First, SSI is a means-tested benefit and is not based upon the earnings history of an individual; therefore, it is not viewed as a ‘wage’ or ‘wage-replacement’ benefit. Further, in order to be qualified for SSI, an individual must have little or no income and very few resources and must have been deemed to be disabled, blind, or found to be over the age of 65. 

Finally, this exemption from garnishment includes SSI benefits that are paid directly to an individual or paid to a representative payee on behalf of an individual. Agencies who typically oversee garnishment of these types of benefits (such as individual states or tribes) are to take care that individuals whose benefits are garnished do not suffer from an inability to meet their basic needs for livelihood while ensuring that proper garnishment does occur for the welfare of the affected child(ren).

Feel free to contact us with questions!

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SSI (Supplemental Security Income) - Wednesday, April 27, 2016

Are you wondering if you or someone you know may be eligible to receive any of the benefits offered by Social Security?  SSA provides an on-line guide to assist you, click on  this link.  We're here to assist with any questions you may have.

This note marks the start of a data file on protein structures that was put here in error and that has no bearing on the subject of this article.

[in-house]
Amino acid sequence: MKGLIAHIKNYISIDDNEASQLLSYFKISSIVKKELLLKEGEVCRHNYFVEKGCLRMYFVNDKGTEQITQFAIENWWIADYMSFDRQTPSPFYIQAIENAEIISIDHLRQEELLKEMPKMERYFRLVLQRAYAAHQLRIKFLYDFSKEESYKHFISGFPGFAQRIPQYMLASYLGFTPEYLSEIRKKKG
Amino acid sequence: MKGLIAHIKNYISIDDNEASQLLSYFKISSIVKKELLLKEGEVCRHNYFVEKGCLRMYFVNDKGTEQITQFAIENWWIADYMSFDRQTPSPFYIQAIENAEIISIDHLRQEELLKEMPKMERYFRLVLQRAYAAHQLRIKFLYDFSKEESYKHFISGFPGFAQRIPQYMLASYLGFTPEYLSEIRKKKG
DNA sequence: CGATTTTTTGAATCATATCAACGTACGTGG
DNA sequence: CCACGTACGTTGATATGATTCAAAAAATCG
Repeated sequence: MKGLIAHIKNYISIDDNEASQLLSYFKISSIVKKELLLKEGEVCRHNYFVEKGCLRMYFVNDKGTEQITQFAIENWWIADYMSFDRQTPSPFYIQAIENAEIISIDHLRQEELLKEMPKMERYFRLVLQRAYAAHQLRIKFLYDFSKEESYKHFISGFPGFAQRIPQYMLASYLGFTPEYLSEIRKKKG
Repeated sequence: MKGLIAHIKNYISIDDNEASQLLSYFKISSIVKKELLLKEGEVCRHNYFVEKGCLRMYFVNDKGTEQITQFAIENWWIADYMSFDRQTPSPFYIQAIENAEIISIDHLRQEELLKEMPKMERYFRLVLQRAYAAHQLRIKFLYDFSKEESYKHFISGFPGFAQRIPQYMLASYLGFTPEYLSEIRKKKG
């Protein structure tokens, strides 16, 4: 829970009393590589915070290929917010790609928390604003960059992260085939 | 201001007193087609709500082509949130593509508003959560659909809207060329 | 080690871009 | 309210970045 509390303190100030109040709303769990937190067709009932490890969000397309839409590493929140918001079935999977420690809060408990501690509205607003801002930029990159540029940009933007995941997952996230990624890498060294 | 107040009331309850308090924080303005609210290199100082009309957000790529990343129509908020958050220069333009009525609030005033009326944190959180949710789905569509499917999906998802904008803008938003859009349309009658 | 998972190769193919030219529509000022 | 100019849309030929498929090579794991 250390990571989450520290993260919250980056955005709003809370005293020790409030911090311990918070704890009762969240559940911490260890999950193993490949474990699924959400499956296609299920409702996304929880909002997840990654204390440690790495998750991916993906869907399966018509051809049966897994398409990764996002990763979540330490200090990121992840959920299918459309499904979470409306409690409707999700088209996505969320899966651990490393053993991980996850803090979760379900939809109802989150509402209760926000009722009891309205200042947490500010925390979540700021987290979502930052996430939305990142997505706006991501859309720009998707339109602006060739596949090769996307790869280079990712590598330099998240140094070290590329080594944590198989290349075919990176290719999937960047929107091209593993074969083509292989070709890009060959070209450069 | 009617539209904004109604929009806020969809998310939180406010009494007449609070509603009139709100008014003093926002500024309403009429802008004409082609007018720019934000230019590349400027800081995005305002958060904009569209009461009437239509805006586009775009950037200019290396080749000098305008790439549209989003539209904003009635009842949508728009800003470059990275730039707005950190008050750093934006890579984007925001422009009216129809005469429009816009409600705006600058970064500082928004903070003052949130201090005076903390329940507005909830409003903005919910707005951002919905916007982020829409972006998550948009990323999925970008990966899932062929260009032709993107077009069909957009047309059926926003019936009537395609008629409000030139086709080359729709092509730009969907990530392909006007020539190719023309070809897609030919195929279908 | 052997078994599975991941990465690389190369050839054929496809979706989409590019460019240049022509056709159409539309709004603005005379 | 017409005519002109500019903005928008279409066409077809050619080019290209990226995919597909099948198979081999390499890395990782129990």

SSI (Supplemental Security Income)

SSI provides monthly payments for such basic needs as food, clothing, and shelter for people with low income who are 65 or older, or are blind or disabled.  (To get SSI you must have little or no income or assets.)  If you are eligible for SSI benefits, you should apply for them.

Your child younger than age 18 can qualify if he or she meets Social Security’s definition of disability for children, and if his or her income and resources fall within the eligibility limits.  Note:  The basic amount of the SSI payment is the same nationwide, but some states add money to the basic SSI benefit.  Call Montefu Consulting, we can tell you more about your state’s total SSI payment.